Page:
The pony resulting from these mixes , in the nineteenth century was one with a very small waist, adapted to the rough relief of the island of Bressay. Based on archaeological finds in these areas, it has been concluded that the Shetland pony has been domesticated for many centuries.

It remains a mystery how these horses arrived on these islands, supposedly brought by the first natives who settled on these lands, or by Knights returning from the Crusades, or even by Vikings.

The natural conditions on these islands were very varied and harsh, however, they led to the formation of a uniform race with strong hereditary characters. It has been assumed that due to its natural isolation from other horse populations, the Shetland pony is as uniform as the breed.

The training environment of the breed was therefore extremely harsh, as the grass was of poor quality, the soil was wet and rough, the winds were continuous and strong. Due to the cold climate, the conformation of ponies has become one that favors the preservation of body temperature, that is: short legs, short back, thick neck, small ears.

Larger specimens were doomed to starvation, while those too small were too fragile to survive, so only small, robust and intelligent specimens survived. The first genealogical record of the breed states that Shetland ponies are fathered in the field, live in the field and die in the field, and are still seen today in the fields on which they were formed as a breed. The vaporous Mane and tail, together with the thick robe they have for the winter are not accidental, they represent the life insurance of these Shetland ponies.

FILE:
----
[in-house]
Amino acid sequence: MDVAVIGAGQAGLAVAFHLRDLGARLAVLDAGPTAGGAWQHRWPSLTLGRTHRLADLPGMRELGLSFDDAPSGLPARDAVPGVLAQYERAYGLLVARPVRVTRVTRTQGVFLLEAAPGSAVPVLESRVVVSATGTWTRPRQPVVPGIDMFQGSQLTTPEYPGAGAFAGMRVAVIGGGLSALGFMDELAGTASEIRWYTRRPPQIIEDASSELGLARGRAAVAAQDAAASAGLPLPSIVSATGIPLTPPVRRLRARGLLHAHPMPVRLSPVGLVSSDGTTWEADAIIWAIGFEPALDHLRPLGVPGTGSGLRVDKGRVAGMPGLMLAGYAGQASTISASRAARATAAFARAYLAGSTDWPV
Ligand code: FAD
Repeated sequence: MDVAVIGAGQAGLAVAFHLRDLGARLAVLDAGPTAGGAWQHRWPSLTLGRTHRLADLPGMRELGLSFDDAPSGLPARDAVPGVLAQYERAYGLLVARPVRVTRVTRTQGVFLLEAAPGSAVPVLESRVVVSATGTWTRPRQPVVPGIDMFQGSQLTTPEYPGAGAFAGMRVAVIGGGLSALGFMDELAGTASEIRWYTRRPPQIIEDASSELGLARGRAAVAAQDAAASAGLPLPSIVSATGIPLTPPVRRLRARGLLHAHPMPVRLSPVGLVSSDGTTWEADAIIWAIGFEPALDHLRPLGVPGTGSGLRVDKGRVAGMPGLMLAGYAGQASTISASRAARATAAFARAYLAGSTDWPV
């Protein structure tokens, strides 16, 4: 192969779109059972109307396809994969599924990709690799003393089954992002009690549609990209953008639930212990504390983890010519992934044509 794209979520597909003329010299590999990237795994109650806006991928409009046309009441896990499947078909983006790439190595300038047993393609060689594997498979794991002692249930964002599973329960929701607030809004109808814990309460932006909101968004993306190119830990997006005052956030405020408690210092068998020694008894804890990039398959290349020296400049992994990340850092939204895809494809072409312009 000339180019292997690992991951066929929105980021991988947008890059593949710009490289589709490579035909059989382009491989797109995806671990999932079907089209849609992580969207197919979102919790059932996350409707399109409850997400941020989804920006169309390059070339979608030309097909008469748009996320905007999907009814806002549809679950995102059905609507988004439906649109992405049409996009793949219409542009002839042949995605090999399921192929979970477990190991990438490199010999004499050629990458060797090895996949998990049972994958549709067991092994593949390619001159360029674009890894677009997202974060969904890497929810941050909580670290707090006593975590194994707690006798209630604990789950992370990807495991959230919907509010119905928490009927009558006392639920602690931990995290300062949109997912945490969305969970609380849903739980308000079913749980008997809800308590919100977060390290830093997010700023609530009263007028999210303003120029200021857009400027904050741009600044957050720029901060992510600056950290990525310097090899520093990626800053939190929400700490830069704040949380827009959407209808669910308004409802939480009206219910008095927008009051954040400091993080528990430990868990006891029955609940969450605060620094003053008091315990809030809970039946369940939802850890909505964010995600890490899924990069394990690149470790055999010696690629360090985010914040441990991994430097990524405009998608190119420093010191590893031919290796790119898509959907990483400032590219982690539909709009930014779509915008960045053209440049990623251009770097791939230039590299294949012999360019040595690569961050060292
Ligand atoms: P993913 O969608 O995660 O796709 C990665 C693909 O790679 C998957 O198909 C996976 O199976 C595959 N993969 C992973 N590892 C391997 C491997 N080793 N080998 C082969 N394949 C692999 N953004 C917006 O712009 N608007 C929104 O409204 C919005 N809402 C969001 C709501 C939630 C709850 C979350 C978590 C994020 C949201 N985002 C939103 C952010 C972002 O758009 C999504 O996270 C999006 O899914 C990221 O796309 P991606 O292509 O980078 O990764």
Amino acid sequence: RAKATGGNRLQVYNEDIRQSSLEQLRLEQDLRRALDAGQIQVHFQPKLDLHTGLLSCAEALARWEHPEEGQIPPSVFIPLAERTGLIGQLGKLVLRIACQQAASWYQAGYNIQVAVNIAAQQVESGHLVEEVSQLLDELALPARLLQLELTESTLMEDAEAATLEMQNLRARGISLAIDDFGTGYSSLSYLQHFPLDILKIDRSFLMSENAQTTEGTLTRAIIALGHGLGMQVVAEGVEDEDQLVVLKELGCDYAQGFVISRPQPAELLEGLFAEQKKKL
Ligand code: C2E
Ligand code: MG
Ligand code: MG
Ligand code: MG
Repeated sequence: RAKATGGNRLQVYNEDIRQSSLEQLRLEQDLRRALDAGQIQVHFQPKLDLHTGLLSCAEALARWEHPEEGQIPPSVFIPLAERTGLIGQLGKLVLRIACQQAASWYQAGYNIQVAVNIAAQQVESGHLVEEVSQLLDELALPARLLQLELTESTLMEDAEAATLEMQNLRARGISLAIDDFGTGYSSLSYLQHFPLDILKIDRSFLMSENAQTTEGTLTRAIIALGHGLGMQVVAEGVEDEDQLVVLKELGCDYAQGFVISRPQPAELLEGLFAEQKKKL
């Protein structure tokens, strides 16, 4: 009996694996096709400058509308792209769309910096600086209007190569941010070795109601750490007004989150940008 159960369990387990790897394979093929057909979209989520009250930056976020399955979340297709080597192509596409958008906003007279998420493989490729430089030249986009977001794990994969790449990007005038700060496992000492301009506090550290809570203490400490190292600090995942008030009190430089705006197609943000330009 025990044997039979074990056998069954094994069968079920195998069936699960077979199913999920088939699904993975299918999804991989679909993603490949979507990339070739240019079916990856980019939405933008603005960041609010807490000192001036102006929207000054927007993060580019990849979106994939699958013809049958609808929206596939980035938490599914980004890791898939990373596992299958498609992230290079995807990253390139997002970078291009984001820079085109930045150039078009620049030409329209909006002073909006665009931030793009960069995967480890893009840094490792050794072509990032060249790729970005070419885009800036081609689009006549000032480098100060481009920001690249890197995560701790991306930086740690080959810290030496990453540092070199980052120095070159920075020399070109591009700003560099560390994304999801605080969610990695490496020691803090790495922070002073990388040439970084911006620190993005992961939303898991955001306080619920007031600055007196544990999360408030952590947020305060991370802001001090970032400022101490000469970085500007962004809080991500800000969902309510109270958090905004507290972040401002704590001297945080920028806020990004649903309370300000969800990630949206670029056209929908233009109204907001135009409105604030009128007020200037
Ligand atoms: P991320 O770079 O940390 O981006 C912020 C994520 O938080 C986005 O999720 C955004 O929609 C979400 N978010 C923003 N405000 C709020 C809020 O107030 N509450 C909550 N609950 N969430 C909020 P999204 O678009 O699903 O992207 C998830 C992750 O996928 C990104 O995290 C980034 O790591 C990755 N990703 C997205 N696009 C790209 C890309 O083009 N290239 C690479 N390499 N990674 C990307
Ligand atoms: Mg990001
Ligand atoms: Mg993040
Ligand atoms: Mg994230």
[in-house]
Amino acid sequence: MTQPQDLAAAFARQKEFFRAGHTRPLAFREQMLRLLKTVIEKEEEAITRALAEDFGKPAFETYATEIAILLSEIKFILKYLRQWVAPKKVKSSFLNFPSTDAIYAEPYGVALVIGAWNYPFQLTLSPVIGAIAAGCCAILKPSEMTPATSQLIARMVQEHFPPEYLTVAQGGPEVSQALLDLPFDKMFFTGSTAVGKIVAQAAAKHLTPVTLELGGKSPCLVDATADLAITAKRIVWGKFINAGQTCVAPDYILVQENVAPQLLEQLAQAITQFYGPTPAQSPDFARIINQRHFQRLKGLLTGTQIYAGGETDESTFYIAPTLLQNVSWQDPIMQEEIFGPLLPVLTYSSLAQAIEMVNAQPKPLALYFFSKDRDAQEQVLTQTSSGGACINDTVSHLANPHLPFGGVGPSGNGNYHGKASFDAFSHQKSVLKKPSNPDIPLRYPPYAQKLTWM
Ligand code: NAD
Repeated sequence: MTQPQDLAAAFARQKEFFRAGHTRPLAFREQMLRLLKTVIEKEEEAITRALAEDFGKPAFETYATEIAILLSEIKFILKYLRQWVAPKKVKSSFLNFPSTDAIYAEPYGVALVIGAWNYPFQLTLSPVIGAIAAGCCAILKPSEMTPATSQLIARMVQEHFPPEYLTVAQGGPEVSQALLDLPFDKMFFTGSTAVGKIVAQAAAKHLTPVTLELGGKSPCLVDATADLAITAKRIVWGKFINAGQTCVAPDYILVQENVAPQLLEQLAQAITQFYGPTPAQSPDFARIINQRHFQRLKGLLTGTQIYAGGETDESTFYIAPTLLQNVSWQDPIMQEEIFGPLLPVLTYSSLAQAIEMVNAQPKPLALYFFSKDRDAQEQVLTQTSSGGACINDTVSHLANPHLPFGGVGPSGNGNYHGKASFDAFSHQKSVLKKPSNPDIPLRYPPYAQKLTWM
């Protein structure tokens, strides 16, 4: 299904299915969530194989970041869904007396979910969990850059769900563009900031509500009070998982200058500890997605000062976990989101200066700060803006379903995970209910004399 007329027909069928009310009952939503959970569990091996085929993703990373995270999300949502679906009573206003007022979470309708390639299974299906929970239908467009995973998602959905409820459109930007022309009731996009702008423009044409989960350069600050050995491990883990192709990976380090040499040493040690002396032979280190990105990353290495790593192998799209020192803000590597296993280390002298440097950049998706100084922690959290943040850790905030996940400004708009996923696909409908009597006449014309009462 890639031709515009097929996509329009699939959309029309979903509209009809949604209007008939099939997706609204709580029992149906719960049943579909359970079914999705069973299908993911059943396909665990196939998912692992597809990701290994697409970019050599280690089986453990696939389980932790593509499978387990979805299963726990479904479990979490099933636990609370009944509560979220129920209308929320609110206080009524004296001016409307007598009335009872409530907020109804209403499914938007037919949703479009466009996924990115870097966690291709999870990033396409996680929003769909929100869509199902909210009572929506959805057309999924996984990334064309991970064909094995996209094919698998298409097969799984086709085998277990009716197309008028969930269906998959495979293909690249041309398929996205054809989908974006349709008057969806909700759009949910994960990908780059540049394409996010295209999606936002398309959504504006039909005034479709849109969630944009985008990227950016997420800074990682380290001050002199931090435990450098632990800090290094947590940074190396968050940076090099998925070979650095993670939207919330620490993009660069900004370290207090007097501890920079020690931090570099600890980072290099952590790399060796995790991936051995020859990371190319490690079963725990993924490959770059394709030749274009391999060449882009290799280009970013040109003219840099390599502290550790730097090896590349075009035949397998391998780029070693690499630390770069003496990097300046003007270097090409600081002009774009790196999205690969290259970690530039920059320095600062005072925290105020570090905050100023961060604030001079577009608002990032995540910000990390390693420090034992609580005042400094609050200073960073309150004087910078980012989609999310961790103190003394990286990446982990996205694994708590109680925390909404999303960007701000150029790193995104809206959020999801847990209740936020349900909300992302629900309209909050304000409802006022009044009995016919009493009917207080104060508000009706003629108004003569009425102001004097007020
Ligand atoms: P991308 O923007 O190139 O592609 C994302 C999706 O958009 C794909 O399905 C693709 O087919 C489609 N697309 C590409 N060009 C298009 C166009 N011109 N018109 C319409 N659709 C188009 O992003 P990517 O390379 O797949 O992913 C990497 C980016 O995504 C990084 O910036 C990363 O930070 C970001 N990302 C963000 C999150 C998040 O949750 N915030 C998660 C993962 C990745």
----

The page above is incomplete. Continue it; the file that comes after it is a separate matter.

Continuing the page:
Due to the Rocky and rugged hills, ponies have formed an uneven and very fast, but at the same time very safe step, which allows them to make very long daily trips in search of food, which is scarce and of poor quality.

The mines decree of 1847 exempted children from much of the hard work in mines throughout Britain. Arriving here, the short stature of the Shetland ponies made them very valuable for mine work, so many hundreds of castrated ponies were sold to mining companies in southern England. They entered the mine at the age of 4 and came out after years of work, when they were left on special pastures for retired ponies.

Although several types of ponies were used in the mining industry, the Shetland pony was a vital component, due to the fact that only they could fit in the narrowest galleries of the mine, being able to transport coal from those levels.

Due to the intense use of Shetland ponies in the mines and the sale of the most valuable stallions of the breed for work, there was a decline in the breed, and also a decrease in the waist, also due to the alienation of the most suitable stallions as waist and the acceptance of smaller than standard Stallions to mount.

Ponies remained at work in the mines, it is true, in smaller numbers, even until the years when the mechanization of mining occurred. Thus, even in the 1970s, ponies could still be found in the mines.

Shetland Layout

Shetland ponies show a wide variety of robe colours, such as black, madder, grey, murg, grey, dark murg, tarred, but balted robes are not allowed. Their waist is 100 cm, with a lateral body format of 103%, with the thorax very lowered.

Also, the hair cover is very abundant, and the forehead is covered by a rich mot. The head is proportional to the body development, being expressive, with a straight or slightly concave profile, very wide forehead, large, expressive, intelligent, lively eyes, large nostrils.

The neck is short, strong, well grasped , the withers are erased, the back and Salas are strong, well dressed in musculature, the croup is muscular. The limbs are very strong, with short Bony rays, the hooves are small and Hardy.

The productive longevity of individuals of the breed is 25 years, on average.

Shetland Behaviour

Shetland ponies are animals with a lively temperament, very intelligent, with a strong and voluntary personality, quite difficult to master if they are not properly educated and trained at a young age.

However, with proper training, they are excellent companions for children, can be used in the traction of small workshops, can participate in dressage competitions or special obstacles for ponies.